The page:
Hélène: Yeah. All the stylists wanted to straighten our hair and stuff like that. So it was not easy with the [African]--community either. They were not the first ones to embrace us. They were afraid.
Mai: Where did you first get the warmest reception?
Hélène: First it came from our urban, youth crowd. They were like 'wow, ok, that speaks to us, we know the girls, we like this music.' So they showed us love, immediately.
Mai: So this was like a mixed crowd?
Mai: Where did you find the courage to not need permission to express your aesthetic and art in the way that you chose? And also have longevity without going the commercial route?
Hélène: I don't know where we found the courage. I think that at the time, when I reflect on it now....I realize that, I was stubborn, I was really stubborn. I studied law also when I went to college before Les Nubians. From the beginning I was very much involved and concerned with all the legal aspects of what we were doing and how we were doing it. But also I have to say that we were extremely lucky to have such an amazing A&R--Thierry Planelle. This man allowed us to do the music we wanted to do on the first album. On the second album is where we clashed with the record company.
On the first album I remember we were sending him the demos and he would send back comments. He was like ‘could you change this on this song?’ 'The rhythm is too complicated, people won't understand...Oh you should do a song with this folk artist.’ And month after month, I was sending back the very same tracks [laughs].
Like, nope were not changing anything, nope. I remember the day when we went for a meeting in Paris and he was like ‘Hmm, you're very stubborn, huh? But I understand now where you want to go and I will respect this.' And he found us the right producers and he asked us for a wish list of the musicians that we wanted to work with.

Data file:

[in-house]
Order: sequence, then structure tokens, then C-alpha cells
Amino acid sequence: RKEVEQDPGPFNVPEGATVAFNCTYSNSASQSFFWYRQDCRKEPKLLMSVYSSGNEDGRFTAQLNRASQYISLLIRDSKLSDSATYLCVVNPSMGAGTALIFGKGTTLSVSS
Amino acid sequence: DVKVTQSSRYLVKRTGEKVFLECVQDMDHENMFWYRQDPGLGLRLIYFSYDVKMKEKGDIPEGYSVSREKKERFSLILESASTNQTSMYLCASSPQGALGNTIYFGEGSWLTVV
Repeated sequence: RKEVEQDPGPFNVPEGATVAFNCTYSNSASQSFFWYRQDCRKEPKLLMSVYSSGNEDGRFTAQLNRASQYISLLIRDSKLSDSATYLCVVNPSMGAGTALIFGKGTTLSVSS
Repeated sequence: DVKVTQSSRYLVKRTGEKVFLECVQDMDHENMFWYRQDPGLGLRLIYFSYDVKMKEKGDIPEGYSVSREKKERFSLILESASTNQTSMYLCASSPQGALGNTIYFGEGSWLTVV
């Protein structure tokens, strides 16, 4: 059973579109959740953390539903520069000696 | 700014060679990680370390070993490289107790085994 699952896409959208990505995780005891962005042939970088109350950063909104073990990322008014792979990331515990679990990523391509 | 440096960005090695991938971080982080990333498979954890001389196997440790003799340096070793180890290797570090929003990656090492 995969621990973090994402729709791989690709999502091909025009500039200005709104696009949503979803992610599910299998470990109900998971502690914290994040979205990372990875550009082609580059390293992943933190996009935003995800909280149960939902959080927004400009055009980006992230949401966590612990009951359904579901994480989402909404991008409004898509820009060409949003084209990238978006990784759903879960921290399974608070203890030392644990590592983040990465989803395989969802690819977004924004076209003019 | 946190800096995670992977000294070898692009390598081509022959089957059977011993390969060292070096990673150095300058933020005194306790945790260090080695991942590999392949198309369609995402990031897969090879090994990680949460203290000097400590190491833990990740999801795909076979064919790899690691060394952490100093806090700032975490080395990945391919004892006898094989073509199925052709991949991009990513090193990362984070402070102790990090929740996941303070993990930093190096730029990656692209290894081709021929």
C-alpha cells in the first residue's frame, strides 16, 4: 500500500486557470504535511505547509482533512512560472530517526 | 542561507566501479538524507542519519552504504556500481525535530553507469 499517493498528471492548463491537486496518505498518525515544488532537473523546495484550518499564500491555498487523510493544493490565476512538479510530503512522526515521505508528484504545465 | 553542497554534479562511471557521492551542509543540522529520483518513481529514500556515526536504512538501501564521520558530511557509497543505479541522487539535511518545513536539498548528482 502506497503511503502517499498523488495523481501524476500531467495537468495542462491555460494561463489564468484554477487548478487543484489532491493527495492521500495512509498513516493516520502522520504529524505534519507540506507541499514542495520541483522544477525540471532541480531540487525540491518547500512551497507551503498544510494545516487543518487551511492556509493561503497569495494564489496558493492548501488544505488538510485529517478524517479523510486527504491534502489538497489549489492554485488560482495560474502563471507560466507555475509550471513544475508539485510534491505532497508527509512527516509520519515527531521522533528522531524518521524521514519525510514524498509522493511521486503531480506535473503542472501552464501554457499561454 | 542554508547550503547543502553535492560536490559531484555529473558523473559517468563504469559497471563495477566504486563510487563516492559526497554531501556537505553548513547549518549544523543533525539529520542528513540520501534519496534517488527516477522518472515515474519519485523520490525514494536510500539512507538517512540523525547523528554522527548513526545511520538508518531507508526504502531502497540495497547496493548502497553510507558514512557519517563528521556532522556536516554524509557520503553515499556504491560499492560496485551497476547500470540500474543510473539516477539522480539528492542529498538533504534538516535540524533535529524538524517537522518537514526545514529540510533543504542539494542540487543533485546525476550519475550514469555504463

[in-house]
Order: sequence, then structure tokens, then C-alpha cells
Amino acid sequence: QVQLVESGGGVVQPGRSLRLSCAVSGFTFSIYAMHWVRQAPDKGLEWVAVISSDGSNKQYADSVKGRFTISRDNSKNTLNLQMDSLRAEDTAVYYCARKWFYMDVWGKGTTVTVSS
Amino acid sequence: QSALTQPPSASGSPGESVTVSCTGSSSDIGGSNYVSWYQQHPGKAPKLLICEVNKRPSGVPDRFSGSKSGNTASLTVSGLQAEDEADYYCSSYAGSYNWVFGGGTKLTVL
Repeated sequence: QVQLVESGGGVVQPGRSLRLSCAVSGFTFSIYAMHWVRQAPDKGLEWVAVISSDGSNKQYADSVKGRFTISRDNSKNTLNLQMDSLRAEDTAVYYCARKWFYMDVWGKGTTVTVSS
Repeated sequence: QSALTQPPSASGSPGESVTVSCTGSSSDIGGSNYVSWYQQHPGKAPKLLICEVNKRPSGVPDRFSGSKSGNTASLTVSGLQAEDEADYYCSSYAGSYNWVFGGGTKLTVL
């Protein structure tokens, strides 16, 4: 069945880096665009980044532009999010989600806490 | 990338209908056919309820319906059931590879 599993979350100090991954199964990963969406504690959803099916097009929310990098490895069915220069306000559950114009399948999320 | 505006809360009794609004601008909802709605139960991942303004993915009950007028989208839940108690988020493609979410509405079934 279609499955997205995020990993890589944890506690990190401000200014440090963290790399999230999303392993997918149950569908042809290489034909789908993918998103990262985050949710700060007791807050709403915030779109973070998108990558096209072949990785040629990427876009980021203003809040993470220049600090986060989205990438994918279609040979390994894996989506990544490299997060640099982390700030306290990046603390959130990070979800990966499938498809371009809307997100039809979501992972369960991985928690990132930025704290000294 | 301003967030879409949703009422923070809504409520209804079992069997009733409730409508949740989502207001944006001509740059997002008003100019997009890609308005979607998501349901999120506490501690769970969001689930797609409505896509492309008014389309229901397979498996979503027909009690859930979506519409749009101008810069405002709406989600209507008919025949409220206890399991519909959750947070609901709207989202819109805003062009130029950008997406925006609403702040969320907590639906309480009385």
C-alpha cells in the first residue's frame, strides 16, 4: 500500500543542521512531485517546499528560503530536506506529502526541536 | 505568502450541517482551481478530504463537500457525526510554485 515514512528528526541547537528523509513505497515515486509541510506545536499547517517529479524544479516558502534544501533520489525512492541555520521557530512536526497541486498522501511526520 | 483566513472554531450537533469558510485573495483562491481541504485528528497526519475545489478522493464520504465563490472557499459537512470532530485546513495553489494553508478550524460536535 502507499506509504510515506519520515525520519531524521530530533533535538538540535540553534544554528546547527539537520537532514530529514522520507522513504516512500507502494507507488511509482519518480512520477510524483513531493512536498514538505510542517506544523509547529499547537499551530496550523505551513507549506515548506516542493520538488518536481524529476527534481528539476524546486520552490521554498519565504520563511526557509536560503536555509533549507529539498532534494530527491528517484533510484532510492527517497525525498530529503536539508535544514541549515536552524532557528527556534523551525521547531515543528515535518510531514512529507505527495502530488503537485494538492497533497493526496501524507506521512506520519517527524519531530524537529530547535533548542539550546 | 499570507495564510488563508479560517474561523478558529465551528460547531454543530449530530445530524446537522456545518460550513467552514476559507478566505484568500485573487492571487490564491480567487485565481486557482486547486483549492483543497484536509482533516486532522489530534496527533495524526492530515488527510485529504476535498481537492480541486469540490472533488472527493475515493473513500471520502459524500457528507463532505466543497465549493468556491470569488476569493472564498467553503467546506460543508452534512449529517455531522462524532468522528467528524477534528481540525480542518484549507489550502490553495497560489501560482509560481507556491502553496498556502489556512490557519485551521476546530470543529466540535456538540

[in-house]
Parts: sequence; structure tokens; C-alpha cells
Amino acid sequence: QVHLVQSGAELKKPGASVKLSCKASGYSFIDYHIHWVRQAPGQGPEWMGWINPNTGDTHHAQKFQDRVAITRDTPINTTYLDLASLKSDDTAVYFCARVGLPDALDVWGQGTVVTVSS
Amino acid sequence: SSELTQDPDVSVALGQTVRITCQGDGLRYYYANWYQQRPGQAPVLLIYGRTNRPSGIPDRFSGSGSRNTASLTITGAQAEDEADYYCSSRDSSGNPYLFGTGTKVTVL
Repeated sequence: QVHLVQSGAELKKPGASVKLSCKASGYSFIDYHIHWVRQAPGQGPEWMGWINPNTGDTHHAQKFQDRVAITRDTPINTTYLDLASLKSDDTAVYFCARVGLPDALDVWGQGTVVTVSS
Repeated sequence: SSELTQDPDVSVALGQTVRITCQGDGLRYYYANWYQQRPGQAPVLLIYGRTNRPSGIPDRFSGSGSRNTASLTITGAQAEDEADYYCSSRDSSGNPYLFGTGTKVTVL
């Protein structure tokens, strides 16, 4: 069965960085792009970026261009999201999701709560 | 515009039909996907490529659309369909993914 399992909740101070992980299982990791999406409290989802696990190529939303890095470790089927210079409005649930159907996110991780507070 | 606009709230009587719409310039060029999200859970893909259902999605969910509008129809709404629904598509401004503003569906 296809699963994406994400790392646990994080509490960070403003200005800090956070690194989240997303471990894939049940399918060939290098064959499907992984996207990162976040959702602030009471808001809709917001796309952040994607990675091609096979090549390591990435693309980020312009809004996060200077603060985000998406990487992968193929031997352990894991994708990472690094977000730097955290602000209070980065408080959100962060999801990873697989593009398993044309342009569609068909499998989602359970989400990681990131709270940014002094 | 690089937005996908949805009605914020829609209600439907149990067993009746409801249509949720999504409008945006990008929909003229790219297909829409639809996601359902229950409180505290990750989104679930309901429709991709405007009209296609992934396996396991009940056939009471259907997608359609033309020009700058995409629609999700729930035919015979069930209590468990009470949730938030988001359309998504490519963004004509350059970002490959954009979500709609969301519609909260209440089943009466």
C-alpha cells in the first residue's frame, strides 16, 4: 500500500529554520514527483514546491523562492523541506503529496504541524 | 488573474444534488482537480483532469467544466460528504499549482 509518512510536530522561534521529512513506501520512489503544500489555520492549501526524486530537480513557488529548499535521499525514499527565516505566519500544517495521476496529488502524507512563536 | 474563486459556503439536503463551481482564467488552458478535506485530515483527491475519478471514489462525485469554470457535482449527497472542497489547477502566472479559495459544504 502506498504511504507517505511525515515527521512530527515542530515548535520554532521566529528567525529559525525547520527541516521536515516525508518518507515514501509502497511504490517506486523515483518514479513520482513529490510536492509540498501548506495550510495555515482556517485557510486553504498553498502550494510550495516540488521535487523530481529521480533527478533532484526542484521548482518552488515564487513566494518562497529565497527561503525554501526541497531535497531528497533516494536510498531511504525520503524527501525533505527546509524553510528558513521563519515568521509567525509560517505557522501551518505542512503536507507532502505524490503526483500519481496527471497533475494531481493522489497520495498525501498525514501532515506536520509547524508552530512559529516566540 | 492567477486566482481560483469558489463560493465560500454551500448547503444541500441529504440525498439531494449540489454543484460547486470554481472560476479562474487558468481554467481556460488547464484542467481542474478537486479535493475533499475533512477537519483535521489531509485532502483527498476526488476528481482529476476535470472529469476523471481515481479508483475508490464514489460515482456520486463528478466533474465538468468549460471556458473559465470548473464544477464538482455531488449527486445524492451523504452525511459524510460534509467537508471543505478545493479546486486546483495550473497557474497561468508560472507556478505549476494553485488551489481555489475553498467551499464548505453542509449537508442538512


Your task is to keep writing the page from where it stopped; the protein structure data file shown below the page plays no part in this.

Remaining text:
At that time, again, I had my ears on the music and I knew how musicians themselves were playing. He realized that all of our choices were grounded and he respected this. To find this beautiful match in the industry is not easy. Someone who will finally trust you and allow you to do what you want.
We did our very first photoshoot in London. The record company was like this is for the cover of the album. And I was like nope, absolutely not, no, no, no. And our A&R again supported our choices. You know, so It starts there.
It starts with the team and someone who is standing for you, your manager.
Then for the second album it became complicated. Suddenly, yes, they are trying to maximize their investment. But at that time, again, those record companies were developing artists and investing money to develop talent, which is not true today. So on the second album suddenly we were asked to do things their way and it became a little complicated. We lost our record deal. We had to separate. And it cost us lots of energy doing this...years of not being able to do anything because we had like an exclusive artist contract. So during all the time where we had our legal battle, we were not able to record anything.
The only thing that became important, was for us to continue our music was performing, and we never stopped touring and playing. And that's the key. To me, that's what kept us in the business for now 20 years - 25 years if we include the years before - but yeah the stage and performing until we became independent and we could finally release new material. But performing is the key.
We were like wow, we are going to record another album eventually, but we are stage artists, we are performers, and what we love is to be on stage.
Mai: So when you went to get bookings and you were in the midst of this legal battle, was it challenging or were you handling your own bookings, how did that go?
Hélène: It was David and Goliath, yes. You are literally battling a giant because you are battling the industry. I remember my lawyer saying "Hélène, if we go to war, if you don't accept the settlement that they are giving us now, then [you] will be blacklisted."
Hélène: It took several lawyers because the level of collusion sometimes of certain lawyers with the industry.
I remember my Mom asking me one day "how you are doing?" and I just remember telling her, ‘I'm done. This is wearing on me, it's horrible.’ And she was like, "well, my daughter, I actually believe God is sending you this in your life right now so you learn faster because he needs you for bigger things later." And that carried me. I was in the process of learning, this is an experience, this is school. I am schooling myself about this business. And yes, so performing, became everything.
(END OF PART 1)